J. J. Abrams’ sequel to George Lucas’ epic space adventure Star Wars is everything fans could have wished for. Dan Stephens takes a look Episode VII – The Force Awakens…
Could a sequel to Star Wars be a disaster? The simple answer to that is – yes. A big yes. Just look at George Lucas’ dreadful prequel trilogy. That J.J. Abrams, The Force Awakens’ writer, director and producer, has ensured the film is anything but a failure is a triumph every Star Wars fan wished for. This reboot of the franchise, which dusts off a few relics from the epic adventure that clearly continues in a “galaxy far, far away” and chucks in a collection of exciting new elements, is a glowing tribute to blockbuster cinema.
Not only does it have possibly the greatest hook of any film since Return of the Jedi simply because it is a sequel to Star Wars but The Force Awakens has the credentials to back its hype. It’s wilfully throwback but contemporary in its sparks of Marvel-era heroic back-slapping, it’s gleefully aware of its roots but eager to start new ones, and it’s respectful of the original trilogy with an imaginative spirit to begin new adventures. It is a film that will remind age-old fans why Star Wars is so special while turning sceptical audiences and those too young to enjoy the previous movies into devotees.
And that’s the trick Abrams needed to weave with The Force Awakens. He always knew he had a commercial property that would, almost certainly, break box office records but brand recognition can only get you so far. Here, the master movie marketeer delivers an adventure of high-octane action that evokes memories of A New Hope as our protagonists unwittingly get dragged into a battle between good and evil spanning the galaxies. It’s straightforward storytelling done with finesse: Abrams’ set-pieces are enthralling, his characters engaging and individually rendered, his laughs delivered with a self-aware glee. He also has as much fun as his audience watching Star Wars favourites Han Solo and Chewbacca back in their old but trusty Millennium Falcon.
Indeed, I can’t deny the sense of childlike excitement I felt watching some of Star Wars’ iconic features rolled down the red carpet. Perhaps Abrams’ greatest achievement with The Force Awakens is successfully recalling the innocent fantasy of George Lucas’ original films for audiences now introducing their children to the space opera which they held so dear as kids themselves. It makes this film very difficult to look at objectively but remove the rose-tinted glasses and Episode VII is still just as effective.
Certainly, Abrams’ strength lies away from direction. He’s an ideas man: brilliant at selling a movie, not quite as good at making one. That results in a film with a sense of safety in mind. Structurally, The Force Awakens takes no chances, in fact, it mimics A New Hope in many respects. That is somewhat disappointing. Hollywood’s major studios have happened upon a successful commercial trend: remakes masquerading as sequels. It allows them to sell a movie as a new and unique property but one that is attached to a previous box office smash hit. Then, instead of truly giving us something original, the new film riffs on former glories to such a degree audiences are treated to what is ostensibly a remake with a few new bells and whistles. Jurassic World is the biggest perpetrator so far, but the Ed Helms-fronted National Lampoon’s Vacation sequel did the same thing.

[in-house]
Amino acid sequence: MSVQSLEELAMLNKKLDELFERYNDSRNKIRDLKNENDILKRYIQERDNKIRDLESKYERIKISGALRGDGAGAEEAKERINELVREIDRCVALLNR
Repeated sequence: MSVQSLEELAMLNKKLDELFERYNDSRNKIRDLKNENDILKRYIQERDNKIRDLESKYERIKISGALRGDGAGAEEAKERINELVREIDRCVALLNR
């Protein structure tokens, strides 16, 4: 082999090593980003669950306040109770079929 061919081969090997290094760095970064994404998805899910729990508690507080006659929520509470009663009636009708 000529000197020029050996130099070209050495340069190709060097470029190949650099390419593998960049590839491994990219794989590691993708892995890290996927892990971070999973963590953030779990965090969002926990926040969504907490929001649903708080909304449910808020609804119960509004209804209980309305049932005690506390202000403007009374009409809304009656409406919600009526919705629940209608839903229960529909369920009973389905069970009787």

However, The Force Awakens gets away with it because of two distinct factors. Firstly, Abrams knows how to develop and deliver a great action sequence. He also does so without the overbearing artificiality that peppered Lucas’ “green screen” prequel trilogy, where every single scene had to be so indulgently grandiose it felt like watching a cartoon. From the empire’s TIE fighters to the rebellion’s X-Wings and Han Solo’s Millennium Falcon, these iconic spaceships have a metallic rust you feel you can touch with Abrams at the controls. Yes, CGI has improved, but curiously, Lucas’ original films – made in the 1970s – felt more real than his 21st century attempts.
Secondly, and more importantly, The Force Awakens gets an injection of originality – and vitality – thanks to the performances of English actors John Boyega and Daisy Ridley. Their youthful exuberance is matched by the authenticity of their heroic credentials: Ridley’s scavenger Rey is crying out for purpose and adventure, her hand-to-mouth existence providing a steely demeanour and courage beyond her years; Boyega’s Finn, in search of an identity he can call his own alongside an eagerness to fight back against the empire which once imprisoned him. These brand new elements to the world of Star Wars are inspired, giving it a shiny, contemporary gloss.
Ultimately, this is Abrams’ greatest achievement so far – whether you are talking about writing, producing or directing. A few reservations aside – Carrie Fisher looks no less than embarrassed to be talking about magical forces – Episode VII is an absolute delight. It will more than satisfy fans of the original films, spark the interests of newcomers, and thrill both adults and children alike. It’s the sort of film that makes you fall in love with this “galaxy far, far away” all over again.